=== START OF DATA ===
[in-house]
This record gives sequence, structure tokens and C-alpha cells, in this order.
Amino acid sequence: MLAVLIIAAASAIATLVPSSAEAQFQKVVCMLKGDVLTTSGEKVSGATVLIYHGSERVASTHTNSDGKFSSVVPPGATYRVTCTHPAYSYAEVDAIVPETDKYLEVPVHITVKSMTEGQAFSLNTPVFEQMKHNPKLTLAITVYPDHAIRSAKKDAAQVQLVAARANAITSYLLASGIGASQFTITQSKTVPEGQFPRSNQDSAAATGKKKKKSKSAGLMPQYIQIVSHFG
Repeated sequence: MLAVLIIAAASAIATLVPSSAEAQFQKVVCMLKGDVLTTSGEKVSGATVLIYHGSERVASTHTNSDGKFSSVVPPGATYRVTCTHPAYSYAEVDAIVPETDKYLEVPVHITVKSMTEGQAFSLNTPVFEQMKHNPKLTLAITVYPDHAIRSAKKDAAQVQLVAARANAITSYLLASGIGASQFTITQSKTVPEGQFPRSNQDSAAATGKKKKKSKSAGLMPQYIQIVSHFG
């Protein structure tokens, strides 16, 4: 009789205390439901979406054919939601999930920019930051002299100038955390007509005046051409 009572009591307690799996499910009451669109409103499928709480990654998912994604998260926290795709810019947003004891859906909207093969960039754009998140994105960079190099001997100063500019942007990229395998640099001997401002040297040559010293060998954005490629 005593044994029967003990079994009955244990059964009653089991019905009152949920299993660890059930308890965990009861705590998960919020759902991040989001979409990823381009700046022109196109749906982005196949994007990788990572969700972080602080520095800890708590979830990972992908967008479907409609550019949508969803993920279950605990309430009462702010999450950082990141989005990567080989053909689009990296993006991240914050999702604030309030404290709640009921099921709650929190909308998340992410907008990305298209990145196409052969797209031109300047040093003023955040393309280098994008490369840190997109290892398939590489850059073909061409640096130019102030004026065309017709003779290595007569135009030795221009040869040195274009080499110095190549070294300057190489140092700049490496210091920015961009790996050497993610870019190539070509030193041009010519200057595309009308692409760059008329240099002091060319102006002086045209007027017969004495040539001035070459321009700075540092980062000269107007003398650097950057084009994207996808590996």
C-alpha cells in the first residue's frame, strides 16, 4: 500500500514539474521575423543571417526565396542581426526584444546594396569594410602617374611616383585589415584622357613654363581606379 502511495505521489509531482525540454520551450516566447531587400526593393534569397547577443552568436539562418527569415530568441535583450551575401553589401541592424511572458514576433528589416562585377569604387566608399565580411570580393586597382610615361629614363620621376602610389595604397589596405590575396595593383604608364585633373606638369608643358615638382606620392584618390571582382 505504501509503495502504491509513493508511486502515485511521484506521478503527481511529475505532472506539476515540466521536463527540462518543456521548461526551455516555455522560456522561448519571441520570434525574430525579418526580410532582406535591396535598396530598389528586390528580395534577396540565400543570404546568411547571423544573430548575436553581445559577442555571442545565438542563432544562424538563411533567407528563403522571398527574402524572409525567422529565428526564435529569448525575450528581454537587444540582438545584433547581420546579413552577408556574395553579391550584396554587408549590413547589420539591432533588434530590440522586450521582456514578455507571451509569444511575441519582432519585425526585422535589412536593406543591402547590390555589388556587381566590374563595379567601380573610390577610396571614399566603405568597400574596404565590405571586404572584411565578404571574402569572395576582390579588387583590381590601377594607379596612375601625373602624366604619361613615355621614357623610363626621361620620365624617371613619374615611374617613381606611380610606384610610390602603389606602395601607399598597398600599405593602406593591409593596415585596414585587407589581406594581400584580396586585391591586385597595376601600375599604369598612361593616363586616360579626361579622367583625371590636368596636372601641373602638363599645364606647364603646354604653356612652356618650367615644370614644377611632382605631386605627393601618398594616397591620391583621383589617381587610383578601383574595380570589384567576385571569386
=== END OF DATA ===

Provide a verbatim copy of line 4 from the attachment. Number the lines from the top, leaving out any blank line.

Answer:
Repeated sequence: MLAVLIIAAASAIATLVPSSAEAQFQKVVCMLKGDVLTTSGEKVSGATVLIYHGSERVASTHTNSDGKFSSVVPPGATYRVTCTHPAYSYAEVDAIVPETDKYLEVPVHITVKSMTEGQAFSLNTPVFEQMKHNPKLTLAITVYPDHAIRSAKKDAAQVQLVAARANAITSYLLASGIGASQFTITQSKTVPEGQFPRSNQDSAAATGKKKKKSKSAGLMPQYIQIVSHFG